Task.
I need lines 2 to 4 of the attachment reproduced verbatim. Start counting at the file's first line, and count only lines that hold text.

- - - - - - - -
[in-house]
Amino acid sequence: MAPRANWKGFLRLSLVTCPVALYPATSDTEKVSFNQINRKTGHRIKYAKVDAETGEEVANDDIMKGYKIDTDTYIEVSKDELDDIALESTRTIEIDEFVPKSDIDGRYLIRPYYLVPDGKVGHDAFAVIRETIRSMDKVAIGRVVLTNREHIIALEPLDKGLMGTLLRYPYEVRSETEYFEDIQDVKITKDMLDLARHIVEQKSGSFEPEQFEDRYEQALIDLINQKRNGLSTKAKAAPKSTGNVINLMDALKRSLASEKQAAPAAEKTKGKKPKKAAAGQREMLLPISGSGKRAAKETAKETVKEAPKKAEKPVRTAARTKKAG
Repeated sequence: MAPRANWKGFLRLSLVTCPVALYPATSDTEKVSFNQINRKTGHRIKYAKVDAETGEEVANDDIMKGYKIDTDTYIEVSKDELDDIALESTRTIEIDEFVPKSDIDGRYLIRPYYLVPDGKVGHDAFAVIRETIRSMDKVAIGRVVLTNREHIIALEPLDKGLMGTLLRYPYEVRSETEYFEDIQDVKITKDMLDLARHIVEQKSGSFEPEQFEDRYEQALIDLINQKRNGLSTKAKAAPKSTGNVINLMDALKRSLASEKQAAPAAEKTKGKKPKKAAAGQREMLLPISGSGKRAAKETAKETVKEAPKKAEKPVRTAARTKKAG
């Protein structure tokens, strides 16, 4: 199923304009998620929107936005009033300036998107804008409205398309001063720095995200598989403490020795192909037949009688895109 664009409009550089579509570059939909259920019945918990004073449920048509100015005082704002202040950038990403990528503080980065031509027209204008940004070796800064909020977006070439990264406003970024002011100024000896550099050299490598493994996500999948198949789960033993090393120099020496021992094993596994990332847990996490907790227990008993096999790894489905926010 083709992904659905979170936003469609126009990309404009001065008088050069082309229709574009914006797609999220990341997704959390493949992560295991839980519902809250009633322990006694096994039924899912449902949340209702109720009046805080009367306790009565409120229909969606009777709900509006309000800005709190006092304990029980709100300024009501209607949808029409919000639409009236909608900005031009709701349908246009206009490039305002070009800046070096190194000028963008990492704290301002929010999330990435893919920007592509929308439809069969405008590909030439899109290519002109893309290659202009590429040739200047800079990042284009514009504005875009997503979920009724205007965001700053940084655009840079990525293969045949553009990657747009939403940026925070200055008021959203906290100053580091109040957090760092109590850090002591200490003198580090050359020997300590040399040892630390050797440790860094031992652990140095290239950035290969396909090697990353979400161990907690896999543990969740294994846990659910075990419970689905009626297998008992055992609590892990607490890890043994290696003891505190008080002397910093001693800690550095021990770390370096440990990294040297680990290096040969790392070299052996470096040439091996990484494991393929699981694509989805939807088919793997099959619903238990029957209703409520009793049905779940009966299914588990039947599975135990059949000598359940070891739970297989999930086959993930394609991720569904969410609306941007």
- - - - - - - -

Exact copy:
Amino acid sequence: MAPRANWKGFLRLSLVTCPVALYPATSDTEKVSFNQINRKTGHRIKYAKVDAETGEEVANDDIMKGYKIDTDTYIEVSKDELDDIALESTRTIEIDEFVPKSDIDGRYLIRPYYLVPDGKVGHDAFAVIRETIRSMDKVAIGRVVLTNREHIIALEPLDKGLMGTLLRYPYEVRSETEYFEDIQDVKITKDMLDLARHIVEQKSGSFEPEQFEDRYEQALIDLINQKRNGLSTKAKAAPKSTGNVINLMDALKRSLASEKQAAPAAEKTKGKKPKKAAAGQREMLLPISGSGKRAAKETAKETVKEAPKKAEKPVRTAARTKKAG
Repeated sequence: MAPRANWKGFLRLSLVTCPVALYPATSDTEKVSFNQINRKTGHRIKYAKVDAETGEEVANDDIMKGYKIDTDTYIEVSKDELDDIALESTRTIEIDEFVPKSDIDGRYLIRPYYLVPDGKVGHDAFAVIRETIRSMDKVAIGRVVLTNREHIIALEPLDKGLMGTLLRYPYEVRSETEYFEDIQDVKITKDMLDLARHIVEQKSGSFEPEQFEDRYEQALIDLINQKRNGLSTKAKAAPKSTGNVINLMDALKRSLASEKQAAPAAEKTKGKKPKKAAAGQREMLLPISGSGKRAAKETAKETVKEAPKKAEKPVRTAARTKKAG
């Protein structure tokens, strides 16, 4: 199923304009998620929107936005009033300036998107804008409205398309001063720095995200598989403490020795192909037949009688895109 664009409009550089579509570059939909259920019945918990004073449920048509100015005082704002202040950038990403990528503080980065031509027209204008940004070796800064909020977006070439990264406003970024002011100024000896550099050299490598493994996500999948198949789960033993090393120099020496021992094993596994990332847990996490907790227990008993096999790894489905926010 083709992904659905979170936003469609126009990309404009001065008088050069082309229709574009914006797609999220990341997704959390493949992560295991839980519902809250009633322990006694096994039924899912449902949340209702109720009046805080009367306790009565409120229909969606009777709900509006309000800005709190006092304990029980709100300024009501209607949808029409919000639409009236909608900005031009709701349908246009206009490039305002070009800046070096190194000028963008990492704290301002929010999330990435893919920007592509929308439809069969405008590909030439899109290519002109893309290659202009590429040739200047800079990042284009514009504005875009997503979920009724205007965001700053940084655009840079990525293969045949553009990657747009939403940026925070200055008021959203906290100053580091109040957090760092109590850090002591200490003198580090050359020997300590040399040892630390050797440790860094031992652990140095290239950035290969396909090697990353979400161990907690896999543990969740294994846990659910075990419970689905009626297998008992055992609590892990607490890890043994290696003891505190008080002397910093001693800690550095021990770390370096440990990294040297680990290096040969790392070299052996470096040439091996990484494991393929699981694509989805939807088919793997099959619903238990029957209703409520009793049905779940009966299914588990039947599975135990059949000598359940070891739970297989999930086959993930394609991720569904969410609306941007």